Instead, she said, they looked at trends that police officers saw in the field to see whether they corresponded to THC in the blood.
“I think it is a common finding,” Adeva said of a coating on the tongue. “We did see a good number of cases including it.”
More than one indicator of drug impairment should be considered, experts say
The 2018 Drug Recognition Expert Course instructor guide states that “a greenish coating on the tongue has been documented in two peer‐reviewed articles.” Those two peer-reviewed articles? The same ones from 1998 and 2017.
As recently as 2015, the instructor guide contained the following note: “Point out that there are no known studies that confirm Marijuana causing a green coating on the tongue.”
The 2015 Drug Recognition Expert Course instructor guide tells teachers to “point out that there are no known studies that confirm Marijuana causing a green coating on the tongue.” (Photo: Dylan Segelbaum, York Daily Record)
Kyle Clark, national project manager of the Drug Evaluation and Classification Program for the International Association of Chiefs of Police, said he doesn’t know precisely what causes the green tongue. He said it’s been incorporated into the training manuals since at least 1992.
“We’re just saying we see it,” Clark said. “We have it in our manuals because it’s a frequently encountered occurrence.”
Dave Andrascik, Pennsylvania’s Drug Evaluation and Classification Program state coordinator, noted that the 12-step drug influence evaluation takes 35 to 45 minutes to complete.
Drug recognition experts, he said, look at the totality of the circumstances to render an opinion. He said there’s more than 400 different indicators of impairment for the seven categories of drugs. It doesn’t make sense, he said, to look at one factor in a vacuum.
“Just because someone has a green tongue doesn’t mean they smoked marijuana,” said Andrascik, who’s with the Pennsylvania DUI Association, a professional organization that works to address the problem of impaired driving. “But the fact that someone has a green tongue and their blood pressure’s increased and their heart rate’s up and their pupils are dilated and they have red eyes – it’s a totality of everything.”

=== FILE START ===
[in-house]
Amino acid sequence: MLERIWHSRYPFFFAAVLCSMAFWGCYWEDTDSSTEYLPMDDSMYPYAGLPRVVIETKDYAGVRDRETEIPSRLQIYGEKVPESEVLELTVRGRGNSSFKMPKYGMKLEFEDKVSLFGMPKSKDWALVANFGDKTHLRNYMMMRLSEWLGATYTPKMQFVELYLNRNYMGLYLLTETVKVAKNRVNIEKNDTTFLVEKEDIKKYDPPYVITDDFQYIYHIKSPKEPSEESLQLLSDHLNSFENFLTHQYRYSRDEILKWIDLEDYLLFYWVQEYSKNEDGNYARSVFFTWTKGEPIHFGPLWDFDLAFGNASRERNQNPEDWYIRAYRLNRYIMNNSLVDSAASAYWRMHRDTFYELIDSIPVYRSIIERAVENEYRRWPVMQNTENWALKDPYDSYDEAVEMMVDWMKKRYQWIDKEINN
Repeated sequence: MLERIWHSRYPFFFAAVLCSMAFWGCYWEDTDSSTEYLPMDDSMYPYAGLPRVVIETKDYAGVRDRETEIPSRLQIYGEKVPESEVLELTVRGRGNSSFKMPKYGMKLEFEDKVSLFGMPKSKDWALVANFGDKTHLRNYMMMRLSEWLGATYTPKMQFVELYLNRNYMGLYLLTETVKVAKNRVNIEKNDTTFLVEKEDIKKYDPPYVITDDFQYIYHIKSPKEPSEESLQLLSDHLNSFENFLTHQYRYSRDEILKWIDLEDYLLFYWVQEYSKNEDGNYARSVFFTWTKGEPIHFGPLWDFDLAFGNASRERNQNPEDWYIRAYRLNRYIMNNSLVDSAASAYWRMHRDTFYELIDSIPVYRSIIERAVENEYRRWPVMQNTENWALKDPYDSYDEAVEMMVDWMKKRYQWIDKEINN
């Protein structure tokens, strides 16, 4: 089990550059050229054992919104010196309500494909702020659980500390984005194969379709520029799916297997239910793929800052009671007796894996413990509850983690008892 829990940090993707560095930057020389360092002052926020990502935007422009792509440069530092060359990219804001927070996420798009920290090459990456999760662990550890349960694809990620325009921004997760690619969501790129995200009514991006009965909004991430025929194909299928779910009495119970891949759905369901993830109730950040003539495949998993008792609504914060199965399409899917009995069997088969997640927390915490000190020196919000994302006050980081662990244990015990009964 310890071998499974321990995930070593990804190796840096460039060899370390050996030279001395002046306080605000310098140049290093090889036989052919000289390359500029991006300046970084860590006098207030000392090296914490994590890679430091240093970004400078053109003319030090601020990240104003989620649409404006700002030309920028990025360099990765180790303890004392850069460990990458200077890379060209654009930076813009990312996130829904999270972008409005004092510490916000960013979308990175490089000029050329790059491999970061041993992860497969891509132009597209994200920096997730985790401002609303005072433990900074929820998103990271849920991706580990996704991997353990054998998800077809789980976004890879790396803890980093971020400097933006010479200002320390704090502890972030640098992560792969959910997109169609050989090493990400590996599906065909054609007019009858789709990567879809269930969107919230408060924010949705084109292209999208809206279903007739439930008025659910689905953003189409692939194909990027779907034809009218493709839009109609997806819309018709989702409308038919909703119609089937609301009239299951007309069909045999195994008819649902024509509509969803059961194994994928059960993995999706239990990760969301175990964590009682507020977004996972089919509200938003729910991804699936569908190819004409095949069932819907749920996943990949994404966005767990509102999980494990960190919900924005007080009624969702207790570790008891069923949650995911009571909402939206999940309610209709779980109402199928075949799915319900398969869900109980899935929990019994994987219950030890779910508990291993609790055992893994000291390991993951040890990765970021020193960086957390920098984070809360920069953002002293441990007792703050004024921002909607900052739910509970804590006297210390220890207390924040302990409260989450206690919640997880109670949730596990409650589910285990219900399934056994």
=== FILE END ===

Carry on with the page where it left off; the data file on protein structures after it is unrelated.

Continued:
Dave Andrascik, Pennsylvania’s Drug Evaluation and Classification Program state coordinator, says drug recognition experts use the totality of circumstances to render an opinion. He described the green tongue as “such a minor detail.” (Photo: Paul Kuehnel, York Daily Record)
Concern in the criminal justice system
Police didn’t solely rely on the observation of a green tongue to make an arrest, according to the York Daily Record analysis. They noted other signs that might indicate impairment including glassy, bloodshot eyes, dilated pupil; and a lack of coordination. Most of those cases ended with convictions or acceptance into a diversionary program for first-time offenders.
The evidence in these cases is often overwhelming, so the mention of a green tongue isn’t going to make a difference, said Joe Gothie, a defense attorney in York.
Gothie said he’s concerned about the willingness of courts and law enforcement to accept an unsupported scientific claim.
“We have a duty to question all this sort of forensic or scientific evidence that comes out,” Gothie said.
Joe Gothie, a defense attorney in York, said there’s often overwhelming evidence in DUI cases, so the mention of a green tongue isn’t going to make a difference. But he expressed concerns about the willingness of courts and law enforcement to accept an unsupported scientific claim. (Photo: Cameron Clark, York Daily Record)
Police officers across the USA have used the observation as one of several signs to justify probable cause and make arrests in criminal cases.
What to Expect from Marijuana Withdrawal
Attitudes have changed toward marijuana in recent years. Many states have legalized the use of both medicinal and recreational marijuana, and more states may join in the future. Because of this, the misconception that marijuana is not addictive continues to spread. The truth is marijuana can be addictive, and if you stop using it, you may experience withdrawal symptoms.
According to the Centers for Disease Control and Prevention (CDC), 1 in 10 Americans who use cannabis will become addicted. That number jumps to 1 in 6 if you begin using marijuana before the age of 18.